In the long run, her persistence paid off.
In 1993, Dr. Ho’s Purdue group succeeded in the development of the world’s first genetically engineered yeast that could effectively ferment xylose to ethanol. In addition, her yeast, known as the Purdue Yeast, was also designed to effectively co-ferment a mixture of glucose and xylose together to ethanol, which is a crucial requirement for the efficient conversion of the major sugars present in cellulosic biomass. This was accomplished by cloning three modified genes, XR, XD, and XK that are important for converting xylose to ethanol in the yeast. This was the breakthrough, along with novel techniques for integrating the genes, that made it possible for yeast to co-ferment xylose with glucose to ethanol. The Purdue Group has continued to improve the Saccharomyces yeast with the goal of developing recombinant yeast ideally suited for large-scale industrial production of cellulosic ethanol. In particular, they have made the yeast extraordinarily stable. This was accomplished by developing a new integration method so that all the cloned genes could be integrated into the yeast chromosomes in high-copy-numbers.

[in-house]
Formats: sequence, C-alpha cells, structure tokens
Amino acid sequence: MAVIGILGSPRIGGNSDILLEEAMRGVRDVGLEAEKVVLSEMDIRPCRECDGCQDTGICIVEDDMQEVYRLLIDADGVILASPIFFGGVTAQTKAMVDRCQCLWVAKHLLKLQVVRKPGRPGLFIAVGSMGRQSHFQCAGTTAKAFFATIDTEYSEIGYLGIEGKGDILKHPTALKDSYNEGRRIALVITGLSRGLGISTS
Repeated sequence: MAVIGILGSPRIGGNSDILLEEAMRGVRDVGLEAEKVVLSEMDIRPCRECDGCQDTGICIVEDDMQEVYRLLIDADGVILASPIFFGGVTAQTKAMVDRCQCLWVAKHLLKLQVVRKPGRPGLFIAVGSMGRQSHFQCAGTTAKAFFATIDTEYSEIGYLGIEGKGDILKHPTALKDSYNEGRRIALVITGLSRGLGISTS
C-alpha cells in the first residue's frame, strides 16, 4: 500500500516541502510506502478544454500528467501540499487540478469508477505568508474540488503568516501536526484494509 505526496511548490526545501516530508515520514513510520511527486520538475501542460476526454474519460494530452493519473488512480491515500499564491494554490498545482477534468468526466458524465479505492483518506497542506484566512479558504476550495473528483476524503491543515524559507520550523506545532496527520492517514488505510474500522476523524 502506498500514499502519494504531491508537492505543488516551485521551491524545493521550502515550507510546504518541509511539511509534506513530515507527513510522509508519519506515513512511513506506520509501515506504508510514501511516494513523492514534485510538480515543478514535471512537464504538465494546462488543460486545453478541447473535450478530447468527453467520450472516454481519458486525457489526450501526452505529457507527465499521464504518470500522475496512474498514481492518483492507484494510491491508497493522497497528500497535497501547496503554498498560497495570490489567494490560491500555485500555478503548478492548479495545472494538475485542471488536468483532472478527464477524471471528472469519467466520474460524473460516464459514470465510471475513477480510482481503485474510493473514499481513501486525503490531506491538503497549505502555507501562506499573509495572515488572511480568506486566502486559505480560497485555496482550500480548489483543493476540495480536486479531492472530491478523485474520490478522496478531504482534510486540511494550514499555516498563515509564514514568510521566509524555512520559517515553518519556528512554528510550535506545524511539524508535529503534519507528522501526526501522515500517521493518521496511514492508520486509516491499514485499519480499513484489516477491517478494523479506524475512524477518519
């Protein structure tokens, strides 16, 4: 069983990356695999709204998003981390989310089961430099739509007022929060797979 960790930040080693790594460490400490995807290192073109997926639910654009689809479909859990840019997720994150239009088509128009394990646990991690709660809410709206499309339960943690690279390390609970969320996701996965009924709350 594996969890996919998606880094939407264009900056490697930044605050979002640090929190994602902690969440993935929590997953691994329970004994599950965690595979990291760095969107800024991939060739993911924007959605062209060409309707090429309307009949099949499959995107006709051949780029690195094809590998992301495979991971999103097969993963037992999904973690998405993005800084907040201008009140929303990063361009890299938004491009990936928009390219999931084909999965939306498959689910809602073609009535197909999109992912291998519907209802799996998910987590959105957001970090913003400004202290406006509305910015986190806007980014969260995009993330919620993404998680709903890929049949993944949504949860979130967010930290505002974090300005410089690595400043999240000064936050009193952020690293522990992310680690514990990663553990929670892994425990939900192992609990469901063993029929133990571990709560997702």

Academic institutes, government laboratories, and ethanol producers including ADM (The Archer Daniels Midland Company – the world’s well known corn ethanol producer) have tested the Purdue yeast and validated its effectiveness in converting mixtures of glucose and xylose to ethanol from sugars in the crude hydrolysates of various types cellulosic biomass. In April 2004, Iogen, a Canadian cellulosic ethanol producer, began to use the Ho-Purdue yeast to produce ethanol from wheat straw in the world’s first production plant of its kind. In addition, Iogen has publicly acknowledged that the Ho-Purdue glucose and xylose-fermenting yeast is the most effective microorganism available for the production of ethanol from cellulosic materials (Purdue News release and ASM News letter, Oct 04, 2004).